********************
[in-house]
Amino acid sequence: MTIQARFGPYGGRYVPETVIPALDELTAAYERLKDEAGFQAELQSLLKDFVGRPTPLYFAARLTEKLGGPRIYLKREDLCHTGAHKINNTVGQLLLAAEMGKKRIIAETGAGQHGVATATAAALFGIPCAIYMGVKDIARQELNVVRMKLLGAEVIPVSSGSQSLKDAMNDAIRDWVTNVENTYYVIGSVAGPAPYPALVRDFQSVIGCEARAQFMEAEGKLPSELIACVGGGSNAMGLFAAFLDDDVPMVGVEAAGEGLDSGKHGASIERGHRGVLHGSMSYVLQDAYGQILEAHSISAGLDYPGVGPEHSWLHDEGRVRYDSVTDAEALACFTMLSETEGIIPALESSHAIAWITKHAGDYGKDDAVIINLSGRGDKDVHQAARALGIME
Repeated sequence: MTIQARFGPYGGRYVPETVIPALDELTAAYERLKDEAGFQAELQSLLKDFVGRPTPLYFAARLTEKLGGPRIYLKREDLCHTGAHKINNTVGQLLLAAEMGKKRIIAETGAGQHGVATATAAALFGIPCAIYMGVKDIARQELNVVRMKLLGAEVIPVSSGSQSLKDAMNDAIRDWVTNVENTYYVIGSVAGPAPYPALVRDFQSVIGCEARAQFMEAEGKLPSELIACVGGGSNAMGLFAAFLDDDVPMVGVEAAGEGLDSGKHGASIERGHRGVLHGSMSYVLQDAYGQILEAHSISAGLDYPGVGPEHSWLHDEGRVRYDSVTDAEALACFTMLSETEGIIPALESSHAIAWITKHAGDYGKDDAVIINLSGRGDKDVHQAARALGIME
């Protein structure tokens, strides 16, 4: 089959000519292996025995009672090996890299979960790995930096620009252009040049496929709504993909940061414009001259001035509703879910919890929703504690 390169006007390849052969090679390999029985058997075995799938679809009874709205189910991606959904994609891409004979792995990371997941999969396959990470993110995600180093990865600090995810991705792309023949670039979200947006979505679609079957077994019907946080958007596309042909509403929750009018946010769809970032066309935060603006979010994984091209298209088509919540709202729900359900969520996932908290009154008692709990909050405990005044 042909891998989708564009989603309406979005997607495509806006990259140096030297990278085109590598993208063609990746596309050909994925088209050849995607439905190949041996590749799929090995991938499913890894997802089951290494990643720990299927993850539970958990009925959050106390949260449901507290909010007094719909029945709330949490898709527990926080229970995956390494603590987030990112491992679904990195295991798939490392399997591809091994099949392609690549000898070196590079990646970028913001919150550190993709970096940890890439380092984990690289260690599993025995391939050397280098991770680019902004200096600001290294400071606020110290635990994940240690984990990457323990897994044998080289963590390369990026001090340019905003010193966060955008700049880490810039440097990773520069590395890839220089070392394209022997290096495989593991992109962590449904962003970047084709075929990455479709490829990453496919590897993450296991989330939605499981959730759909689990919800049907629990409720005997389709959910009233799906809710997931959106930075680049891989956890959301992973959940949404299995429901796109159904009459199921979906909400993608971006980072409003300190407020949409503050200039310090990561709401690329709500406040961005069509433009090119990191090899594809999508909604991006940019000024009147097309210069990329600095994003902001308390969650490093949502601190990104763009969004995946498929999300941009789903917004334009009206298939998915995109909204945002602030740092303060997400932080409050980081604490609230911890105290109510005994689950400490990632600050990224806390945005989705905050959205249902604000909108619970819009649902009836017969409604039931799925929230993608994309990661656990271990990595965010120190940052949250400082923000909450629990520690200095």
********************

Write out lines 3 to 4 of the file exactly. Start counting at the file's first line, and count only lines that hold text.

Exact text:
Repeated sequence: MTIQARFGPYGGRYVPETVIPALDELTAAYERLKDEAGFQAELQSLLKDFVGRPTPLYFAARLTEKLGGPRIYLKREDLCHTGAHKINNTVGQLLLAAEMGKKRIIAETGAGQHGVATATAAALFGIPCAIYMGVKDIARQELNVVRMKLLGAEVIPVSSGSQSLKDAMNDAIRDWVTNVENTYYVIGSVAGPAPYPALVRDFQSVIGCEARAQFMEAEGKLPSELIACVGGGSNAMGLFAAFLDDDVPMVGVEAAGEGLDSGKHGASIERGHRGVLHGSMSYVLQDAYGQILEAHSISAGLDYPGVGPEHSWLHDEGRVRYDSVTDAEALACFTMLSETEGIIPALESSHAIAWITKHAGDYGKDDAVIINLSGRGDKDVHQAARALGIME
């Protein structure tokens, strides 16, 4: 089959000519292996025995009672090996890299979960790995930096620009252009040049496929709504993909940061414009001259001035509703879910919890929703504690 390169006007390849052969090679390999029985058997075995799938679809009874709205189910991606959904994609891409004979792995990371997941999969396959990470993110995600180093990865600090995810991705792309023949670039979200947006979505679609079957077994019907946080958007596309042909509403929750009018946010769809970032066309935060603006979010994984091209298209088509919540709202729900359900969520996932908290009154008692709990909050405990005044 042909891998989708564009989603309406979005997607495509806006990259140096030297990278085109590598993208063609990746596309050909994925088209050849995607439905190949041996590749799929090995991938499913890894997802089951290494990643720990299927993850539970958990009925959050106390949260449901507290909010007094719909029945709330949490898709527990926080229970995956390494603590987030990112491992679904990195295991798939490392399997591809091994099949392609690549000898070196590079990646970028913001919150550190993709970096940890890439380092984990690289260690599993025995391939050397280098991770680019902004200096600001290294400071606020110290635990994940240690984990990457323990897994044998080289963590390369990026001090340019905003010193966060955008700049880490810039440097990773520069590395890839220089070392394209022997290096495989593991992109962590449904962003970047084709075929990455479709490829990453496919590897993450296991989330939605499981959730759909689990919800049907629990409720005997389709959910009233799906809710997931959106930075680049891989956890959301992973959940949404299995429901796109159904009459199921979906909400993608971006980072409003300190407020949409503050200039310090990561709401690329709500406040961005069509433009090119990191090899594809999508909604991006940019000024009147097309210069990329600095994003902001308390969650490093949502601190990104763009969004995946498929999300941009789903917004334009009206298939998915995109909204945002602030740092303060997400932080409050980081604490609230911890105290109510005994689950400490990632600050990224806390945005989705905050959205249902604000909108619970819009649902009836017969409604039931799925929230993608994309990661656990271990990595965010120190940052949250400082923000909450629990520690200095």